Ms C Mkhonto (EFF) said that it was clear from the presentation that there was enough legislation to deal with the matter. However, the complainant had not been able to put forth facts that would prove his allegations due to the limitations of being an employee without full access to the necessary information in the company. How did the Department assist him in getting to the bottom of the matter, and what assistance did they typically provide in such cases? Were the black employees earning more than the white female employee doing the same job as she, and was she not being discriminated against based on her gender?
Mr G Hendricks (Al Jama-ah) commended the Chairperson for putting the matter on the agenda of the meeting. Equal pay for work of equal value was as important as “one man, one vote”. There were problems with the Regulations and the Code of Good Practice, which Judge Steenkamp had unpacked in a Labour Court case with Pioneer Foods, where he had overturned a decision that was taken in the CCMA by Senior Commissioner Johnson, thereby showing the defects in the law. He asked the Department to look at the case and report back to the Committee with the anomalies found by Judge Steenkamp in the case, where two drivers were earning different wages. Reviewing the judgment would give the Committee guidance on what changes to make to the EEA, and the Regulations and Code of Good Practice. It was important for employers to verify what employees had been earning from previous payslips, but that should not affect the decision of pay parity.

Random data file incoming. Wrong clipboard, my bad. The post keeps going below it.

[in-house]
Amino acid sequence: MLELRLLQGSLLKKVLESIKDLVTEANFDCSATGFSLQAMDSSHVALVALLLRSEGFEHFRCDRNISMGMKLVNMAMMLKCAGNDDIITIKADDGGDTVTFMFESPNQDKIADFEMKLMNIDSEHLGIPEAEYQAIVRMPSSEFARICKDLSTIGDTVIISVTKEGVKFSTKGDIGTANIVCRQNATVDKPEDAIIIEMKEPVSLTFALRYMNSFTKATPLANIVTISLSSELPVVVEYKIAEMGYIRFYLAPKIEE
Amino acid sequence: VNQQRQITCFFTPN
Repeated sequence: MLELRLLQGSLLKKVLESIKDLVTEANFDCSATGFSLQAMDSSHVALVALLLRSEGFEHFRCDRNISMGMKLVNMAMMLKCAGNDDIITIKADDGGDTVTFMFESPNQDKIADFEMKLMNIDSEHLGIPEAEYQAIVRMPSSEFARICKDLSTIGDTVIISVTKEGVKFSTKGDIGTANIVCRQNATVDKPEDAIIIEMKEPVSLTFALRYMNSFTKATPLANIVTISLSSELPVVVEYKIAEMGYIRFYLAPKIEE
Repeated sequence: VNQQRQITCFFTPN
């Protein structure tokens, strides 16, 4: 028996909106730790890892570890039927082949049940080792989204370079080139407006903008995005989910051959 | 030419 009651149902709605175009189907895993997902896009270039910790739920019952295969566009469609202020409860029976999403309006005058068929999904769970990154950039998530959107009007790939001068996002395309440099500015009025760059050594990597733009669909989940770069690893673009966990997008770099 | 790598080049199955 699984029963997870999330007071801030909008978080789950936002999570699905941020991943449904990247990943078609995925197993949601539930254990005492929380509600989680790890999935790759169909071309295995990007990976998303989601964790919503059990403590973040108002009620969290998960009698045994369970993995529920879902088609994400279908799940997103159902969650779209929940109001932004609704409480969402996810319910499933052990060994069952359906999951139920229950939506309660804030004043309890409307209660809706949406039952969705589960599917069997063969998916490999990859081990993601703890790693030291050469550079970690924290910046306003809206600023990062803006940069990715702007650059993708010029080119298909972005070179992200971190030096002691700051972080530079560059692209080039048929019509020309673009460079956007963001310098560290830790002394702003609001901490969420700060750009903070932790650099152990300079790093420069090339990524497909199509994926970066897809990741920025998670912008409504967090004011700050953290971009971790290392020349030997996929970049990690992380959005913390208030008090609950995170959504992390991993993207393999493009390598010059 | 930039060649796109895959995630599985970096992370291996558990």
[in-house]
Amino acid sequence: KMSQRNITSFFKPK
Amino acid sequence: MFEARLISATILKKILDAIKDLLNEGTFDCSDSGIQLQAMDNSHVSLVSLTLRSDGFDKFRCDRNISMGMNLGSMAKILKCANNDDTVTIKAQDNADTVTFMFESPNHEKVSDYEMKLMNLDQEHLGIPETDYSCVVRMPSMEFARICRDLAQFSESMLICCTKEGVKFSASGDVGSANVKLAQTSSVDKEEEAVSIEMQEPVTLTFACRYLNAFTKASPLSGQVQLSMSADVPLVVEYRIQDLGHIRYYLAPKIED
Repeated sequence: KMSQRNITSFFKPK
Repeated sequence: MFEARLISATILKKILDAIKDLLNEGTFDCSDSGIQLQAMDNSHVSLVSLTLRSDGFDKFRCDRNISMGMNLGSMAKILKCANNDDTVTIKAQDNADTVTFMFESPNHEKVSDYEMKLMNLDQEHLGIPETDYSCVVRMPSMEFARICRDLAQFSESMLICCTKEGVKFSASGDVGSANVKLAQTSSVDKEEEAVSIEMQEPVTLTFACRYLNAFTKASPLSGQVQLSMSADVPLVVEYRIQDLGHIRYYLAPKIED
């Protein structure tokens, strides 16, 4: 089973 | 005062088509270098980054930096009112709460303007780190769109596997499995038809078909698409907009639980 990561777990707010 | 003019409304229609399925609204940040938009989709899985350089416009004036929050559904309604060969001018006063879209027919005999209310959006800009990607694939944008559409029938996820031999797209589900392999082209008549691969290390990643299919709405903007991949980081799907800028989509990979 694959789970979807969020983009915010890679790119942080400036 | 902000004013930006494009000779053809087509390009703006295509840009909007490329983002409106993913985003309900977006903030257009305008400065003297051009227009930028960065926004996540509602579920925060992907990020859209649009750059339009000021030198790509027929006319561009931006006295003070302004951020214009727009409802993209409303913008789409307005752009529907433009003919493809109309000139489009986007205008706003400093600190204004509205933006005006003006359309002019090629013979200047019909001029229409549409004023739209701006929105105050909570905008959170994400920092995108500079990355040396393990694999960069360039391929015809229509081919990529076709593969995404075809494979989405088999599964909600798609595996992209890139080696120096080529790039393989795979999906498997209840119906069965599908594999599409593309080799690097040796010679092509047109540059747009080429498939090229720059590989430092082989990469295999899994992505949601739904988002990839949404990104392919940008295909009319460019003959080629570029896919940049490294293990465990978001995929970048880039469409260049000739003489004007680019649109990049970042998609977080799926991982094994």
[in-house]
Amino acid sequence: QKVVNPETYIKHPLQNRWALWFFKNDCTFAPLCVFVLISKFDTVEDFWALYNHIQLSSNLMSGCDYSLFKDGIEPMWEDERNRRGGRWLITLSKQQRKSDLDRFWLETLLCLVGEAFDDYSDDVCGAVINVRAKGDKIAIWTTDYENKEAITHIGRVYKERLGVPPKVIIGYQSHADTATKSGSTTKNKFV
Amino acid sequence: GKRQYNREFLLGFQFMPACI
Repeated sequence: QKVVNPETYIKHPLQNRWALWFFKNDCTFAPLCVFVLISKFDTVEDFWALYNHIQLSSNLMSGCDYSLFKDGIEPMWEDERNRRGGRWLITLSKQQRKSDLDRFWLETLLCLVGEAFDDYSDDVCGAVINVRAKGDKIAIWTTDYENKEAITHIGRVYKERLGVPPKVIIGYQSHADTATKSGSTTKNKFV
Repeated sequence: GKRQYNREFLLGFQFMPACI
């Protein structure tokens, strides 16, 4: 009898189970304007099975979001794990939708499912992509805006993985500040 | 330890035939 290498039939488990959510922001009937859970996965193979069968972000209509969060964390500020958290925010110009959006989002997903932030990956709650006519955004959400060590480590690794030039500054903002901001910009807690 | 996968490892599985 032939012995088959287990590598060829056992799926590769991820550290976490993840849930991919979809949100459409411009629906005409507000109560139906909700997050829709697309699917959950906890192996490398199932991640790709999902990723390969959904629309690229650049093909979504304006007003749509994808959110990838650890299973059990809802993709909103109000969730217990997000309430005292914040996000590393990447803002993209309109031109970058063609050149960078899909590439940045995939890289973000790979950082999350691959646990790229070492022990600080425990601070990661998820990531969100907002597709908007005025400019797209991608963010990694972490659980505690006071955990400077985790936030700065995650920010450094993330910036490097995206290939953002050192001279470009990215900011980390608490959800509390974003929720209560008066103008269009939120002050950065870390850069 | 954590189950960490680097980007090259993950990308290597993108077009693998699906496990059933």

Mr Mkhaliphi said that when there were allegations of discrimination by employees due to being paid differently to their colleagues, the onus was on the employer to prove that the discrimination was fair and reasonable. This was stated in the legislation, and had not been challenged in any court.
The courts had defined arbitrary grounds as anything that differentiated one person from another and was used to discriminate against them. It was discussed at the National Economic Development and Labour Council (NEDLAC) about whether to define it further. A consensus was reached that the definition was sufficient as it was.